Japan’s Abe to draft rising star Koizumi in broad cabinet reshuffle: media

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FILE PHOTO: Japan's Prime Minister Shinzo Abe talks with his party's lawmaker Shinjiro Koizumi at the party lawmakers' meeting after the dissolution of the lower house was announced at the Parliament in Tokyo
FILE PHOTO: Japan’s Prime Minister Shinzo Abe (L) talks with his party’s lawmaker Shinjiro Koizumi, son of former Prime Minister Junichiro Koizumi, at the party lawmakers’ meeting after the dissolution of the lower house was announced at the Parliament in Tokyo, Japan September 28, 2017. REUTERS/Kim Kyung-Hoon/File Photo

September 11, 2019

By Linda Sieg

TOKYO (Reuters) – Japanese Prime Minister Shinzo Abe will draft the son of ex-premier Junichiro Koizumi in a broad cabinet reshuffle on Wednesday that will keep allies in key posts, media said, as Abe faces a tax rise and aims to amend the pacifist constitution.

Telegenic Shinjiro Koizumi regularly tops lists of lawmakers whom voters favor to succeed Abe.

He is expected to be one of 13 new ministers among 19 to be appointed and at 38 years of age will be the third-youngest to win a portfolio in post-war Japan, media said.

Koizumi’s expected appointment as environment minister, although to one of the less powerful cabinet posts, could give a popularity boost to the new line-up.

It could also bolster Koizumi’s chance of competing to succeed Abe when the prime minister’s term as ruling Liberal Democratic Party chief ends in September 2021.

Abe, who returned to power in December 2012 promising to reboot the economy and bolster defense, is already on track to become Japan’s longest-serving premier in November.

Koizumi – popularly called Shinjiro to distinguish him from his father – grabbed headlines last month with news that he would marry Christel Takigawa, a French-Japanese television presenter, and they will soon have a baby.

Abe, although drafting more than a dozen new faces, is set to retain his close allies, Finance Minister Taro Aso, 78, and Chief Cabinet Secretary Yoshihide Suga, 70, media reported.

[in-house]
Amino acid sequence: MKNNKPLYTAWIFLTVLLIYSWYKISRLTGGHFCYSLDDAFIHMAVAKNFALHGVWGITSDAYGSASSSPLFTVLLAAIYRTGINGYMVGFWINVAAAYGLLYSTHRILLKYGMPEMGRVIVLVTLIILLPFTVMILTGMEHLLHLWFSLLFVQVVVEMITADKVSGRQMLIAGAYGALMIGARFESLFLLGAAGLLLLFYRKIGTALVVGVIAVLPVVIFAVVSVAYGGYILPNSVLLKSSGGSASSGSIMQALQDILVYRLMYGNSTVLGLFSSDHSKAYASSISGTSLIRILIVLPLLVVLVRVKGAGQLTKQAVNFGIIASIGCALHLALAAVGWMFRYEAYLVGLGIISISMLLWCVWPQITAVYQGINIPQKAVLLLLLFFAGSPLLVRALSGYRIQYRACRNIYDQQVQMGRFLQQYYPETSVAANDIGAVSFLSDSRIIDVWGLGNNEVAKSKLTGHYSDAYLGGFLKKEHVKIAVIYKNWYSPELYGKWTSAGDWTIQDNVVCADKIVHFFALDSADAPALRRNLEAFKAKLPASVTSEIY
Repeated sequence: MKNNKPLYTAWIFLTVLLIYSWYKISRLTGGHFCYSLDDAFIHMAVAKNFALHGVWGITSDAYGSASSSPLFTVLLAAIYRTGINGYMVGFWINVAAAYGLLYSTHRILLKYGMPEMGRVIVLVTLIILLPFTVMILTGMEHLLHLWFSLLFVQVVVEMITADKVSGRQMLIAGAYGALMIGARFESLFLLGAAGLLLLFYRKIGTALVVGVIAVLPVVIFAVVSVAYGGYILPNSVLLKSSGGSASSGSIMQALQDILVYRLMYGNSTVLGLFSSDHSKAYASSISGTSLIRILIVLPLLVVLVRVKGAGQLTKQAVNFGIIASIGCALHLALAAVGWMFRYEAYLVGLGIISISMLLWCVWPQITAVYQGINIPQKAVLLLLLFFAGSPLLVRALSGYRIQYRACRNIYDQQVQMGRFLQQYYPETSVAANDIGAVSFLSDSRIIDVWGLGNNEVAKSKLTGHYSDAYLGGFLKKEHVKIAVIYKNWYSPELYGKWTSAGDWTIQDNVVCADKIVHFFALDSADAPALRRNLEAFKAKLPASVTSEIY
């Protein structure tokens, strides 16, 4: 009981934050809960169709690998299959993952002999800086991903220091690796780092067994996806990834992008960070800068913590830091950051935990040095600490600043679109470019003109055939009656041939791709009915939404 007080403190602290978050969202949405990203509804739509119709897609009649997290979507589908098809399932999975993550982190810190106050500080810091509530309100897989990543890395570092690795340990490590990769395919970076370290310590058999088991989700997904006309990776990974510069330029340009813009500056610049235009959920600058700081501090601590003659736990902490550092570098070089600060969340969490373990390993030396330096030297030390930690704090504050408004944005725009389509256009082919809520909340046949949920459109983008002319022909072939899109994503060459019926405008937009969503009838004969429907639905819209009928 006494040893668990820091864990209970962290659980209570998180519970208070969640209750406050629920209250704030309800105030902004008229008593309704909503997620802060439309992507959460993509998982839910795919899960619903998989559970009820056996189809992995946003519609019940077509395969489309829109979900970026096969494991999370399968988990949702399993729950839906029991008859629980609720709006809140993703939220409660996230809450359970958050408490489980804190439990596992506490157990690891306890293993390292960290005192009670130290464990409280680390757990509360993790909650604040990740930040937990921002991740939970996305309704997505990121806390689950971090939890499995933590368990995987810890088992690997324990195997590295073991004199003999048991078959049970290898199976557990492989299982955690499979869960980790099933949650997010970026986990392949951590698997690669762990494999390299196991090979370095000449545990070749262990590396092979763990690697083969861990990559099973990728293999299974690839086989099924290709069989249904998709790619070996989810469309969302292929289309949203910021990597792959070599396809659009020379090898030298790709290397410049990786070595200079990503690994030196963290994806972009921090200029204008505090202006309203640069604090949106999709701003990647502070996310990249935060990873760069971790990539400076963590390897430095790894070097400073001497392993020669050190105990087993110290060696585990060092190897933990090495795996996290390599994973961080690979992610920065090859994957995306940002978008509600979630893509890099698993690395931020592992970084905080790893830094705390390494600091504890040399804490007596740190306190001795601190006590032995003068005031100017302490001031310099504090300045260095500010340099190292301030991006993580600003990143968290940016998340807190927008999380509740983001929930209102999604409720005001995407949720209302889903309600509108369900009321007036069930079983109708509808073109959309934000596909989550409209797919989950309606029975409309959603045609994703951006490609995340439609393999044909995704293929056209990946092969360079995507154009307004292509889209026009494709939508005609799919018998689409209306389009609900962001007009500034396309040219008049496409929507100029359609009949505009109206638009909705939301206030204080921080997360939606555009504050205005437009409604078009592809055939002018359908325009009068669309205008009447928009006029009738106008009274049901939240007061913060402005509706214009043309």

Both have served in their posts since Abe returned to office.

“Abe is drafting 13 new ministers but many in the cabinet are close allies,” said University of Tokyo professor Yu Uchiyama. “There is not such a feeling of freshness.”

The cabinet appointments will be announced later on Wednesday and officials have not confirmed the media reports.

Aso must help ensure the economy weathers an increase in the sales tax to 10% from 8% in October, which could dampen consumption when a U.S.-China trade war is clouding growth.

Abe kept veteran lawmaker Toshihiro Nikai, 80, as LDP secretary general and Fumio Kishida – also considered a possible heir to the premier – as party policy chief, the party announced.


Several likely ministers are also seen as possible contenders to succeed Abe, including his right-hand aide Suga.

Another would-be premier is Economy Minister Toshimitsu Motegi, 63, a Harvard-educated lawmaker with a reputation as a tough negotiator who is likely to become foreign minister, replacing Taro Kono.

Motegi will probably stay in charge of trade talks with the United States ahead of a deadline for a deal this month, media have said.

Kono, 56, another potential future premier, is in line to become defense minister, media said.

A fluent English speaker well-known in Washington, Kono has a reputation as a maverick. He has been on the front line of Japan’s feud with South Korea over wartime history and trade.

Another Abe ally and potential future premier, former health, labor and welfare minister Katsunobu Kato, was set to return to his old post, media said.

Abe will also appoint a former Olympic speed skater, Seiko Hashimoto, as Olympics minister to prepare for the 2020 Games in Tokyo, one of two women likely to win posts, media said.

Abe, who could seek a rare fourth term as LDP leader in 2021 if party rules change, has made clear he intends to pursue his goal of revising the post-war, U.S.-drafted constitution to clarify the status of the military.

The charter, if taken literally, bans a standing military but has been stretched to allow armed forces for self-defense.

Abe’s task got tougher when his LDP-led coalition lost its two-thirds majority in a July upper house election. Amendments to the charter require approval by two-thirds of each chamber of parliament and a majority in a referendum.

(Reporting by Linda Sieg; Editing by Michael Perry)

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